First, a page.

The video was first posted on Ben’s Geopolitical Economy Report channel.

Interview: China is governed in the interests of working people, the US in the interests of capital

In this interview with Global Times, Sara Flounders – a contributing editor to Workers World and a member of our advisory group – shares her analysis of the escalating New Cold War and the US’s global hegemonic project. Comparing the West’s approach of war, sanctions, coercion and destabilisation with China’s vision of a human community with a shared future, Sara observes:

The very concept of shared future and cooperation has a profound impact. It’s not threatening to other countries, and it has the win-win idea, meaning if your economy is growing and our economy is growing, that’s better for both of us. That’s the basis of building further and deeper trust.

Sara points out that the differing approaches to international and domestic politics taken by the US and China can ultimately be explained by their differing social systems. In socialist China, the government operates in the interests of working people, whereas “the political parties in the US operate in the interests of the top corporations and banks.”

The interview concludes with a note of caution: with US hegemony in decline, the US ruling class is hitting out in all directions in a bid to prevent that decline. “It’s a very dangerous juncture, because this is very threatening to US imperialism and we have to be prepared what they will do to try to preserve their role.” The situation calls for maximum unity of the global working class and oppressed nations, to defend our collective interests and press ahead to a multipolar future free from imperialism.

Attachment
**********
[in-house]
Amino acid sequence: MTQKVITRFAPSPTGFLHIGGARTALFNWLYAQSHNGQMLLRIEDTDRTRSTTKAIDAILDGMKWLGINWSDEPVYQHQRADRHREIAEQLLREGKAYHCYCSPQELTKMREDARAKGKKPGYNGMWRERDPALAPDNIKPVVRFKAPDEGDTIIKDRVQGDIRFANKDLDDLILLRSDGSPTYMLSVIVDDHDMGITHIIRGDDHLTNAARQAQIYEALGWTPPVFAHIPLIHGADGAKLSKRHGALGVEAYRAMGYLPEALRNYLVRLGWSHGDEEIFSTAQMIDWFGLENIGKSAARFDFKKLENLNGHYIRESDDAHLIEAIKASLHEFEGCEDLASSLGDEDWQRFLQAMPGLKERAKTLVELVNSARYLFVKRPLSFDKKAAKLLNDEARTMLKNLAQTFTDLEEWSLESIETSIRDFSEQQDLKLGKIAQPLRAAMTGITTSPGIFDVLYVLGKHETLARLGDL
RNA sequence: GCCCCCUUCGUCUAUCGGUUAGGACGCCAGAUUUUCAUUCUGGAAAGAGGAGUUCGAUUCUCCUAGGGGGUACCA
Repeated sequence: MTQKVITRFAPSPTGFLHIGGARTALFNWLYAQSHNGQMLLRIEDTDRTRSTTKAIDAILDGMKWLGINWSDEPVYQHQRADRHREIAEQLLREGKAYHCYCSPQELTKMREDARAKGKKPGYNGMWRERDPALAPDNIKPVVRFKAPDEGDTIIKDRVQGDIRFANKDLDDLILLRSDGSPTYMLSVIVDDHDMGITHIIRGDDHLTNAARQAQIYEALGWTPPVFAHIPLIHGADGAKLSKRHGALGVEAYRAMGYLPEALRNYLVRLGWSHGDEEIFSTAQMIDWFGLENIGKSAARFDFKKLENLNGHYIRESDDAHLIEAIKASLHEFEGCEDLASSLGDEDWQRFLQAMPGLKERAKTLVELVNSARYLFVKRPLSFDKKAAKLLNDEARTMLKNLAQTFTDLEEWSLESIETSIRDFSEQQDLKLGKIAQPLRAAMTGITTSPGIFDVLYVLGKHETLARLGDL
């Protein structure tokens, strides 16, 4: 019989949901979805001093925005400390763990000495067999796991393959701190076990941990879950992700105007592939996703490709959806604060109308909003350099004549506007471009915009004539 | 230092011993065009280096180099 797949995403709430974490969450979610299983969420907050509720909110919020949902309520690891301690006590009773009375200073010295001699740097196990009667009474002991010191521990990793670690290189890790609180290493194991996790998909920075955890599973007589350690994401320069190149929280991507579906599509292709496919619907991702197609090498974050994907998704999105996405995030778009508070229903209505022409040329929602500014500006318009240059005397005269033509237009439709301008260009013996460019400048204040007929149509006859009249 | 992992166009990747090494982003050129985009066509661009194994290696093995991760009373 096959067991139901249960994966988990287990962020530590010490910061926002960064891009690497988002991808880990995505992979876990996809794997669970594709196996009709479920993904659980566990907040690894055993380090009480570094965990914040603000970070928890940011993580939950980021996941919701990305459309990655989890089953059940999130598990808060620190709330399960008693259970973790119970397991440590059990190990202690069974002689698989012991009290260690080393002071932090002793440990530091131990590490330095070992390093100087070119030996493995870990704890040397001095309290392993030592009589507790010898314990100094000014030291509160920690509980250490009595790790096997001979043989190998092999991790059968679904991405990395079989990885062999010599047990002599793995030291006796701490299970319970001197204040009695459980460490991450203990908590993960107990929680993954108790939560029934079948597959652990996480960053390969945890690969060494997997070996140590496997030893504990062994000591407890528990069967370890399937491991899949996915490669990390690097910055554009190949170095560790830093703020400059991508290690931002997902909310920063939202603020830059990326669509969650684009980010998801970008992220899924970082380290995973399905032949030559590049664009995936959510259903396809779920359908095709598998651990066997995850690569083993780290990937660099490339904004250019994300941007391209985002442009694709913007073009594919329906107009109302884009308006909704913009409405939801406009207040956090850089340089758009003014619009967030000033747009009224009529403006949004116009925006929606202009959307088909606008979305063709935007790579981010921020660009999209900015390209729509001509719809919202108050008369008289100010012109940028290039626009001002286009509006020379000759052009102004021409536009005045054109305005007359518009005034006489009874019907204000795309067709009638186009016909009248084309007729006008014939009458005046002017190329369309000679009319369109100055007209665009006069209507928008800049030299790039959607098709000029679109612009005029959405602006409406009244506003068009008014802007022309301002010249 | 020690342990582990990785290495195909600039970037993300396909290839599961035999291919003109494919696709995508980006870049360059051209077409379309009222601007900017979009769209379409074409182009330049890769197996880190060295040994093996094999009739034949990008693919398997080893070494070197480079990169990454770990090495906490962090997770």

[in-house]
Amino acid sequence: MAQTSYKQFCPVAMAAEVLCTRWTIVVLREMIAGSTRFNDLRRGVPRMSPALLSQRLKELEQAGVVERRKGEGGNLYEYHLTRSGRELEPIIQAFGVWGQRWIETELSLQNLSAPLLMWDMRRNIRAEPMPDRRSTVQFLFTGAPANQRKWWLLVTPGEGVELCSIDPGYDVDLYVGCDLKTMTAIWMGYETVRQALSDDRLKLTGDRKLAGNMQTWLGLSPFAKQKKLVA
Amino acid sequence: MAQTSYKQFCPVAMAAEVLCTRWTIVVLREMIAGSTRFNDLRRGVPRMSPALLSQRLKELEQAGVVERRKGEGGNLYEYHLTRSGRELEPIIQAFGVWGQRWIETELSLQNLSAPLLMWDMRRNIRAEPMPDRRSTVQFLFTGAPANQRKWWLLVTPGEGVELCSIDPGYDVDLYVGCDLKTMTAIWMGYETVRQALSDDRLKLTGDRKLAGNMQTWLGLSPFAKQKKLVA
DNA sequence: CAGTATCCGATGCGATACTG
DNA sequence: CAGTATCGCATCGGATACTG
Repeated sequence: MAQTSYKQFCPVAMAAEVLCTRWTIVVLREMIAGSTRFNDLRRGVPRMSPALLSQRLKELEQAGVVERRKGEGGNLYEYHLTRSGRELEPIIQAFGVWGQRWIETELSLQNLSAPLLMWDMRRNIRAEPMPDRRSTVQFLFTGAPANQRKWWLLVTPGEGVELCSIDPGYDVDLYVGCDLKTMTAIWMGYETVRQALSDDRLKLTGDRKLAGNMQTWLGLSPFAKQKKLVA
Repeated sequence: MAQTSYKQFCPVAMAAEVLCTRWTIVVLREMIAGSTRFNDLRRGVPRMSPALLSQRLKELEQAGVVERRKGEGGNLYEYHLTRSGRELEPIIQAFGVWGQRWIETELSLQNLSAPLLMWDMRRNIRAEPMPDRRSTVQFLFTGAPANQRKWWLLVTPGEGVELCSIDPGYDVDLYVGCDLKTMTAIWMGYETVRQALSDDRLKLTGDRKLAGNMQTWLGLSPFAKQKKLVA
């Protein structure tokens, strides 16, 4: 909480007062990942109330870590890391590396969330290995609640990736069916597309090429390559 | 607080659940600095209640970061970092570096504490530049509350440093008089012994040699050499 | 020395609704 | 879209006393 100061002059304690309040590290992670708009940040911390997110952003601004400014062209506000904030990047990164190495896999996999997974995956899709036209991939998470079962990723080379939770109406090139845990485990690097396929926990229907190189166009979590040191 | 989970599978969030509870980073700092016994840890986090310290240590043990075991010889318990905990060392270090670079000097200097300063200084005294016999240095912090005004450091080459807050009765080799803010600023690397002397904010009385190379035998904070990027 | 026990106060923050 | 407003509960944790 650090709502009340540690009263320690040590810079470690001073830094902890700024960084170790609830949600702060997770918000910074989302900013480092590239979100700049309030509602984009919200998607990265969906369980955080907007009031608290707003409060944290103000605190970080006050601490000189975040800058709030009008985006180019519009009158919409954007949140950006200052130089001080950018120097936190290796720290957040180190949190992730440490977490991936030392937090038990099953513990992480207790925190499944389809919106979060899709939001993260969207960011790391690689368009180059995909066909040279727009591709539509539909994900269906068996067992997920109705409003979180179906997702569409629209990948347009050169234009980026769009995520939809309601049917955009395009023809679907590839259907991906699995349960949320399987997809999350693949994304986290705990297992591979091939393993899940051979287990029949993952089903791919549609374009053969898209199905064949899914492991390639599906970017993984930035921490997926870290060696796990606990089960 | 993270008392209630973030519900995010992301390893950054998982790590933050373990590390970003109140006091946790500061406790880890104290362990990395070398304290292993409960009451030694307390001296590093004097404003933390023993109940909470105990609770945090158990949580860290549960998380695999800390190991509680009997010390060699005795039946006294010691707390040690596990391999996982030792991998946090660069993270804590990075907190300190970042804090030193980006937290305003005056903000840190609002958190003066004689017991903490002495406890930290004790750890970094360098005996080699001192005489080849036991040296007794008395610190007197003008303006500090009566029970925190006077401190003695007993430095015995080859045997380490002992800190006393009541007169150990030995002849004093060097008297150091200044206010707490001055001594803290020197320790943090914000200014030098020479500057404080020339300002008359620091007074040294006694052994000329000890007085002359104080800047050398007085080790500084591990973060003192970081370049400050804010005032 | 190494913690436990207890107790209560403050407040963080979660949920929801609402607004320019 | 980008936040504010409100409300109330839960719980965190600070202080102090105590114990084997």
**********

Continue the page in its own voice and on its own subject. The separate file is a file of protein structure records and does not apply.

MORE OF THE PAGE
GT: The Russia-Ukraine conflict has dragged on for more than a year. What lessons can the world draw from this conflict?

Flounders: Hopefully, they will draw the conclusion not to go along with US provocations, intentional disruptions, and efforts to create crisis.

Now, out of this war in the past year, Russia has not only survived economically, its currency and its trade with the Global South have been reinforced and are stronger today. However, for the EU, they’re in a much weaker position. We shouldn’t forget that even though they are US allies, they are also competitors. The euro is now weaker than the dollar, the war has benefited the US and yet has been very harmful for all of the EU countries that went along with the war.

I think countries around the world will draw their conclusions. Do they want to be roped into this? Especially in Asia, who can US imperialism rope in in terms of their own sovereignty? Who can resist the US pressure?